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Anxiety at School (And Why It Matters)

By Krystal Yang

When fall time rolls around, high school seniors have only one thought on their mind: college applications. Application season leads to high stress and tensions within the student body. However, studies have shown that anxiety is a pervasive theme throughout students’ academic careers. Although anxiety symptoms in adolescents are increasing, there are also several methods we can implement to aid them.

Anxiety is the most common mental illness in America, with one in five people suffering from its symptoms. According to the Child Mind Institute, an estimated 17.1 million children have some sort of psychiatric disorder, with 75 percent of them suffering these disorders before the age of 24. The Anxiety and Depression Association of America (ADAA) also states that more than 62 percent of college dropouts decided to drop out due to mental health reasons. Lack of awareness has contributed to these rising numbers; 32 percent of mental health centers on school campuses report having a wait-list during the school year, which means thousands of students are being shut down from much-needed help, help that could prevent them from turning to influences like drug and alcoholism. Social and academic pressures, especially during high school, only elevate anxiety within teens. Students often do not seek help for their anxiety until they feel extremely burdened; however, if we educate them on how to identify symptoms and where to look for support, they will be more likely to care for their mental wellbeing.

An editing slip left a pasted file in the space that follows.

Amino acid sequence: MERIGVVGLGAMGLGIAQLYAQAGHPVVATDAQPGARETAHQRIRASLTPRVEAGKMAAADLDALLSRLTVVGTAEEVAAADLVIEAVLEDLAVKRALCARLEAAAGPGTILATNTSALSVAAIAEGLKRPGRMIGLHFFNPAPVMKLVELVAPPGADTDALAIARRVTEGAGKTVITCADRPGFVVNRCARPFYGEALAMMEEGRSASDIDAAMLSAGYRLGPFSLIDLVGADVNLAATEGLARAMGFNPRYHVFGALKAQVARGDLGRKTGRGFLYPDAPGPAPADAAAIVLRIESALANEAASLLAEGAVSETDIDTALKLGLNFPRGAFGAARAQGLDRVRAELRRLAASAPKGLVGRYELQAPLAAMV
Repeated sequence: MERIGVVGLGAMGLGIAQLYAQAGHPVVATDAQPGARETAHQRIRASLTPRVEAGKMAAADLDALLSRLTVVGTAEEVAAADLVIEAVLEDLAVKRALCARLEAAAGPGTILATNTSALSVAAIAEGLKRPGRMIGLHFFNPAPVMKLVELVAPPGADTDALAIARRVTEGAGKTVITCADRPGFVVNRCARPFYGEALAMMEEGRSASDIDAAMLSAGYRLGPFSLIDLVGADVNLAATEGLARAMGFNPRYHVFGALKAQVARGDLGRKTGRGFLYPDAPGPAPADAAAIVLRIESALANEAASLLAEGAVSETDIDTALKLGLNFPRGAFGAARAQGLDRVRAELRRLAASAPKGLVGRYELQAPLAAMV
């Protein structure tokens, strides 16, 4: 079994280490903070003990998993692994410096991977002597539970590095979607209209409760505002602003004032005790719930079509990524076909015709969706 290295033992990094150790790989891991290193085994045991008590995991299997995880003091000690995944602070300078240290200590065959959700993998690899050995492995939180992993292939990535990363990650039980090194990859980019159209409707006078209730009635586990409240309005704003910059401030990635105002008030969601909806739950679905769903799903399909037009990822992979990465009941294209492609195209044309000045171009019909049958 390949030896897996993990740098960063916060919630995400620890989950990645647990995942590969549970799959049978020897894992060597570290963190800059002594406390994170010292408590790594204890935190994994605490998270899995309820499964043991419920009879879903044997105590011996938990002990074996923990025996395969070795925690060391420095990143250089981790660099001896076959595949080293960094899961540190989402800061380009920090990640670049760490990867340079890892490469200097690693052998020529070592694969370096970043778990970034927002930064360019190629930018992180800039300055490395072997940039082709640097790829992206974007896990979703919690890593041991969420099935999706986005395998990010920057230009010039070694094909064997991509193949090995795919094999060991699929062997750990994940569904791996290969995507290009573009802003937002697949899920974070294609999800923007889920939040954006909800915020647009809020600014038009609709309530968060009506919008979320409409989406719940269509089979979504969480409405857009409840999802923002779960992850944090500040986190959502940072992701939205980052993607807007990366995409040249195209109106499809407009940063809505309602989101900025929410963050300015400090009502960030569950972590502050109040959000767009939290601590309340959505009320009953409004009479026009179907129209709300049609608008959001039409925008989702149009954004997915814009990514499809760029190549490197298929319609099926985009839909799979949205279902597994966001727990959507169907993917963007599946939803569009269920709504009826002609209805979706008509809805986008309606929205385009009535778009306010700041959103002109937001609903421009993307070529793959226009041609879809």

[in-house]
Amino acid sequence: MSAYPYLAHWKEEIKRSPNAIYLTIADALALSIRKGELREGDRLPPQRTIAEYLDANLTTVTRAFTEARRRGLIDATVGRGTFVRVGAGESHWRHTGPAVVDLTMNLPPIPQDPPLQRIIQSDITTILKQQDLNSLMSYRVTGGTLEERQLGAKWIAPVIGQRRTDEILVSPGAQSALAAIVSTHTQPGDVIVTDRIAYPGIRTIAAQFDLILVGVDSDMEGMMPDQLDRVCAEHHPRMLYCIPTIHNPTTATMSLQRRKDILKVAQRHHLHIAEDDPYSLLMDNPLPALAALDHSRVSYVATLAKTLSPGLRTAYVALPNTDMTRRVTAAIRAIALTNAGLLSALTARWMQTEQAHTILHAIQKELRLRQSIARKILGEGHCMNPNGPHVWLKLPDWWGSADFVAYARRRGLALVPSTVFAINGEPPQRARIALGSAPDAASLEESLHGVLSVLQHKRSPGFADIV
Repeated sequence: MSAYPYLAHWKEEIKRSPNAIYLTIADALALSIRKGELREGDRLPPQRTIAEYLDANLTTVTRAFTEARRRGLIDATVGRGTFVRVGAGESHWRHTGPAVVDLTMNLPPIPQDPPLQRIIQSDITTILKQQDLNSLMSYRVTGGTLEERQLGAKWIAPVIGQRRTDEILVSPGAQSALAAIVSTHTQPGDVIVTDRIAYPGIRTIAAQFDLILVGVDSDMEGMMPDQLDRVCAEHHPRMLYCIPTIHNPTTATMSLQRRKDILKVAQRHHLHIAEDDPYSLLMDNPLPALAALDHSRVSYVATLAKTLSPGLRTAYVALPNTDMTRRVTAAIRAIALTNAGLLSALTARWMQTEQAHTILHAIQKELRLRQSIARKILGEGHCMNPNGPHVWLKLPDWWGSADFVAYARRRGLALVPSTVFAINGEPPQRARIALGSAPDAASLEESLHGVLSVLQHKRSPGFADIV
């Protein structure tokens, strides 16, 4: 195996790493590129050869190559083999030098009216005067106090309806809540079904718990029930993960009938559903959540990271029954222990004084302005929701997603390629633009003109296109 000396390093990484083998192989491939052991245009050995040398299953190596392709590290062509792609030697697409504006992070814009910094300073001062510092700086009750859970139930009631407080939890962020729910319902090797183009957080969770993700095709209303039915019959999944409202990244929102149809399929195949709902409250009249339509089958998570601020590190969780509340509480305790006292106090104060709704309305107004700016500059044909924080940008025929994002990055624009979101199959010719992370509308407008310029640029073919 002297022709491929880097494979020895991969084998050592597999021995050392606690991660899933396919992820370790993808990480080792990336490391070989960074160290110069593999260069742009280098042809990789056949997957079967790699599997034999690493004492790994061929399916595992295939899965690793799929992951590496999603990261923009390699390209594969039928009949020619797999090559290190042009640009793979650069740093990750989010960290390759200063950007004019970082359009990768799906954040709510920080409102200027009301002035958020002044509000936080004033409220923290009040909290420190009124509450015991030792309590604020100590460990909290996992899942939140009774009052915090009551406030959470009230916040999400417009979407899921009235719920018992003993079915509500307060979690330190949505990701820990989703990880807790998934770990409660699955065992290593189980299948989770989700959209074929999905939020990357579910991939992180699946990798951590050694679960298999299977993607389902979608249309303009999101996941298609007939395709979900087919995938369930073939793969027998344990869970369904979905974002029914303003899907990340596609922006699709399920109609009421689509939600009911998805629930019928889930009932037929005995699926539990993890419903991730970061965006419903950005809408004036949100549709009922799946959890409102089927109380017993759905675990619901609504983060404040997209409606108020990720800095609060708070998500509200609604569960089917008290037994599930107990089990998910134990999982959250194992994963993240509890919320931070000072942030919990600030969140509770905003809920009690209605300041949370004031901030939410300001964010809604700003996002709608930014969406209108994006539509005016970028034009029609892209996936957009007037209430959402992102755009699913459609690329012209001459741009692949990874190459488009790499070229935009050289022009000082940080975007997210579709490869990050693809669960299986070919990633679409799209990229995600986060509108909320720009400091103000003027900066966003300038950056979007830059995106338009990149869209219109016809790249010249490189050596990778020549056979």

Luckily, there are many mental health services that are now available to students. University of Florida’s Counseling and Wellness Center launched an online therapy program for students to observe and record their symptoms, as well as being able to connect with counsellors over video-call. Surprisingly, this form of therapy has proven to be more effective than traditional face-to-face therapy, most likely because it is easier for counsellors to monitor students’ activities. Despite these new programs, students still rely heavily on their parents and friends for mental health advice. Therefore, teaching everyone how to properly deal with mental illnesses, like anxiety and depression, could greatly improve the lives of students for years to come.

Anxiety is an issue that students face today and will continue to face in the future. This fact may be disparaging, but we must continue fighting for increase awareness and support for mentally-ill adolescents, as they are the precious lives that hold the future of our society.

About Katherine Han

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